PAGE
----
2. TD engages in monitoring activities including:
    1. regular audits by an independent auditor of the service provider’s practices including, but not limited to, security and access monitoring;
    2. requiring any issues identified during the course of any audit to be monitored by an independent auditor;
    3. requiring the service provider to obtain sign-off by the independent auditor to confirm that all remedial actions have been effective; and
    4. requiring the service provider to attest annually that it meets all contractual obligations.
  3. TD provided our Office with several examples of previous audits to illustrate this proactive monitoring process, including cases where deficiencies were identified and corrective measures applied to resolve these deficiencies.
  4. We note that the contract contains provisions to address non-compliance with contractual obligations, up to and including a termination clause.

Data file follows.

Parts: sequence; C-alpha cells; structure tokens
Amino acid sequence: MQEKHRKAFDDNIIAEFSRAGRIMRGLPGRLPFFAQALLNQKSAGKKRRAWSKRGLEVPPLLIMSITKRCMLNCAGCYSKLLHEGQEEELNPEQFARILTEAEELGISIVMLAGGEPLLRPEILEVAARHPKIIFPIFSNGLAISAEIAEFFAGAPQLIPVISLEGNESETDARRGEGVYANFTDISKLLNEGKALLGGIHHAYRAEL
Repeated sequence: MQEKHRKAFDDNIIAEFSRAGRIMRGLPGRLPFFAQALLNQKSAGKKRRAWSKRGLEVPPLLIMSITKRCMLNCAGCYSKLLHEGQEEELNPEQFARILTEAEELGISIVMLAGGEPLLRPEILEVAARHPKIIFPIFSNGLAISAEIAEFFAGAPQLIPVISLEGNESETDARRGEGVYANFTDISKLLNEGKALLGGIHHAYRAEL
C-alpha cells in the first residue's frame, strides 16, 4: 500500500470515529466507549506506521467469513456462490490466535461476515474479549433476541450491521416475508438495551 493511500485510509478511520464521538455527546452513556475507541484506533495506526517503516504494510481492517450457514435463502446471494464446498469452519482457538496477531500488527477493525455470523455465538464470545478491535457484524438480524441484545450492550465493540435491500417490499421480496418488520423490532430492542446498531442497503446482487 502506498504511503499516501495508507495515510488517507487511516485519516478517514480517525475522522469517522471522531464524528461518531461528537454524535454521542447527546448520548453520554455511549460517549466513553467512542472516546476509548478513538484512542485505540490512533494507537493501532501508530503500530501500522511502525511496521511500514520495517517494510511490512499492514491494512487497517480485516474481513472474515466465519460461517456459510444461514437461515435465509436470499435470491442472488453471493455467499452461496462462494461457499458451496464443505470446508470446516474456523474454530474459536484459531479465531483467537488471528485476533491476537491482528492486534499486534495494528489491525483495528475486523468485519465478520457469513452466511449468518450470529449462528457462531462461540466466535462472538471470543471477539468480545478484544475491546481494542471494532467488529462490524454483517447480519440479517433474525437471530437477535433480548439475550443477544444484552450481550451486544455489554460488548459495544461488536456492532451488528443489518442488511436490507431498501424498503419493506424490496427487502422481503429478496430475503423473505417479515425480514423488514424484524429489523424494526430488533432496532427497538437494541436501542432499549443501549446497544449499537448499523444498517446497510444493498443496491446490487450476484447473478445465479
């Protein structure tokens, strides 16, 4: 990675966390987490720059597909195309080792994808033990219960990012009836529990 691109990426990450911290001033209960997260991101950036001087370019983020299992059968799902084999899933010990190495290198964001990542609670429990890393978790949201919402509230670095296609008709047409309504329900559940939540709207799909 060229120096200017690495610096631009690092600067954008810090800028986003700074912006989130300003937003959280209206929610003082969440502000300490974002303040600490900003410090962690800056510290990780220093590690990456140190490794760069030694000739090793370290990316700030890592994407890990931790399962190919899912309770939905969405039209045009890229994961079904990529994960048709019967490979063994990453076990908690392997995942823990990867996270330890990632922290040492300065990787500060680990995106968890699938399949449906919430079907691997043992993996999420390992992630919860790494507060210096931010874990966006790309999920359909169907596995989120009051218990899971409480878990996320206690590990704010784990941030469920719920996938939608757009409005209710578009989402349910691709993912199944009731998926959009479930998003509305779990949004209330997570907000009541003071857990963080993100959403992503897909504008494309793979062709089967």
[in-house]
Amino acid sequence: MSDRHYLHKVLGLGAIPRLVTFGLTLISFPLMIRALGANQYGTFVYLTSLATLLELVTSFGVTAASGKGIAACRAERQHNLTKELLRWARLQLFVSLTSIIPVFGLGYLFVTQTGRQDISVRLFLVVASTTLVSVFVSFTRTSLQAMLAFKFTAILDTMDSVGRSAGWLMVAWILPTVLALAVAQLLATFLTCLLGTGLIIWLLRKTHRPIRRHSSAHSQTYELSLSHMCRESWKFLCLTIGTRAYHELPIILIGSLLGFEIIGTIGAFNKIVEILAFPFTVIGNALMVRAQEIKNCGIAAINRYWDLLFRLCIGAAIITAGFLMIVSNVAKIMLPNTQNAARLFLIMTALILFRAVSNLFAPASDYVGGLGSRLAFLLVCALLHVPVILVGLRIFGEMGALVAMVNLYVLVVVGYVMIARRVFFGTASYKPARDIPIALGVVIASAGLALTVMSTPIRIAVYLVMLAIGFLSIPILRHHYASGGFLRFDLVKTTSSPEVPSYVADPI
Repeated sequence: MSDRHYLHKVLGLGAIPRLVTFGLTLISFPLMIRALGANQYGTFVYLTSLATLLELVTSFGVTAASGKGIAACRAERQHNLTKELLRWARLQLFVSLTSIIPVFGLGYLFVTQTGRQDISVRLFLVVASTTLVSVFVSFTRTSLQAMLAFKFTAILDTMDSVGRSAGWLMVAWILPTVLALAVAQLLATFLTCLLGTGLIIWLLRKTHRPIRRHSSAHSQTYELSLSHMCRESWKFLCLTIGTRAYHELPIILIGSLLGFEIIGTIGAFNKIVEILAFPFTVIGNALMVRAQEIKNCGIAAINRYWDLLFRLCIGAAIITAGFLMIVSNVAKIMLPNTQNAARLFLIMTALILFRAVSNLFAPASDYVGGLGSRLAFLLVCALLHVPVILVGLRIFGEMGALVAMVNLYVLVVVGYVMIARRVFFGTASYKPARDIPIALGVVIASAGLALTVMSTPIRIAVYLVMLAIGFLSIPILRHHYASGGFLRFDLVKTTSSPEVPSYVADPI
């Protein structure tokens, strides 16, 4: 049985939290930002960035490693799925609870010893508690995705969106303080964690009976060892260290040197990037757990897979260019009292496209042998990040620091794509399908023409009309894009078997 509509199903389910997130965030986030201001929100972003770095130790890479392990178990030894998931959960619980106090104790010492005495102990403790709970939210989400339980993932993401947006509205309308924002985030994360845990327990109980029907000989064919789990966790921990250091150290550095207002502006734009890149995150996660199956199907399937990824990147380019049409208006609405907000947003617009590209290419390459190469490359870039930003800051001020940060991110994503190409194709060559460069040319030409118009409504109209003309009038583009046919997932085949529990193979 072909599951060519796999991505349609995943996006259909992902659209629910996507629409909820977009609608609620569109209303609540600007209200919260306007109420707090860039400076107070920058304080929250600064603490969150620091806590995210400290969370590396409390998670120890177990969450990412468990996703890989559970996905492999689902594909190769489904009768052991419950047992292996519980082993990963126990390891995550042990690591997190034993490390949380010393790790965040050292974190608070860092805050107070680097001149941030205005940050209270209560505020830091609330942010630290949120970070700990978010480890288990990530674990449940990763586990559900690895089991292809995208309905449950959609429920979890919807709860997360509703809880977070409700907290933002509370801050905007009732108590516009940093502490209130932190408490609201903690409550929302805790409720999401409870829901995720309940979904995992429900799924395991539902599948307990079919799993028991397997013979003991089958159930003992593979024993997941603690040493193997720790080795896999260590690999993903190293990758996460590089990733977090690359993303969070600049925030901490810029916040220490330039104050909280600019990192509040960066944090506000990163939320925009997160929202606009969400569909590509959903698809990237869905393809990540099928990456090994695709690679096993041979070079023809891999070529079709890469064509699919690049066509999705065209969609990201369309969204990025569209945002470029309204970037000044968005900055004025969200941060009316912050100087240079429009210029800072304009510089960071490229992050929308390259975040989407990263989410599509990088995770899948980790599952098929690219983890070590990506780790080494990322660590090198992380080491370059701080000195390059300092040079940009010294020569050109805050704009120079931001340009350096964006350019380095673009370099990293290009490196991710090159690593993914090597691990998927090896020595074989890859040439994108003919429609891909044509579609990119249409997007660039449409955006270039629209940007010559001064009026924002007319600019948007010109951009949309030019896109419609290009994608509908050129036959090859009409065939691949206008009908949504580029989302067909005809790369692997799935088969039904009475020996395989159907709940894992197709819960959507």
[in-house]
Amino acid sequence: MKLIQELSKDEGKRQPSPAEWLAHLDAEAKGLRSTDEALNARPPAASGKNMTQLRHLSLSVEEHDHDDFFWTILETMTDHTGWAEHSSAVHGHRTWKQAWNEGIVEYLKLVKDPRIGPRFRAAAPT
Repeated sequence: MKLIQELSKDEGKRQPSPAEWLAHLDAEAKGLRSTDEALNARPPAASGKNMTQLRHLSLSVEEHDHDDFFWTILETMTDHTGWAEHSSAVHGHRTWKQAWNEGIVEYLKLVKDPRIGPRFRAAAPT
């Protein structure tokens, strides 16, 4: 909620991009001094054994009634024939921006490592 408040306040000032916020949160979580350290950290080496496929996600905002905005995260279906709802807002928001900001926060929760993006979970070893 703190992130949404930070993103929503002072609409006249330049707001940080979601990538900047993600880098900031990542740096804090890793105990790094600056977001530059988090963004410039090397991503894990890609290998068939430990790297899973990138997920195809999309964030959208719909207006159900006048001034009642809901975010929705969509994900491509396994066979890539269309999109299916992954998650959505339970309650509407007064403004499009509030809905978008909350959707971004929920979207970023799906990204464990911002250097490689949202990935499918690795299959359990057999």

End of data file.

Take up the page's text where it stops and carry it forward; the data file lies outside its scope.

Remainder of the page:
5. We are satisfied that these measures provide TD with the ability to effectively identify and resolve instances of non-compliance with contractual obligations.
  6. In our view, TD’s technological controls, coupled with the terms of its contract with the service provider and associated monitoring and enforcement of those contractual provisions do provide a level of protection comparable to that which would be required under PIPEDA if the information was processed by TD, in particular, under Principles 4.4, 4.5 and 4.7, which are most relevant in the context of this case. As a result, we are satisfied that TD has met the requirements of PIPEDA’s accountability principle.
  7. We therefore find this aspect of the complaint, with respect to Principle 4.1.3. of the Act, to be not well-founded.

Conclusion

  1. Accordingly, we conclude that the matter is not well-founded.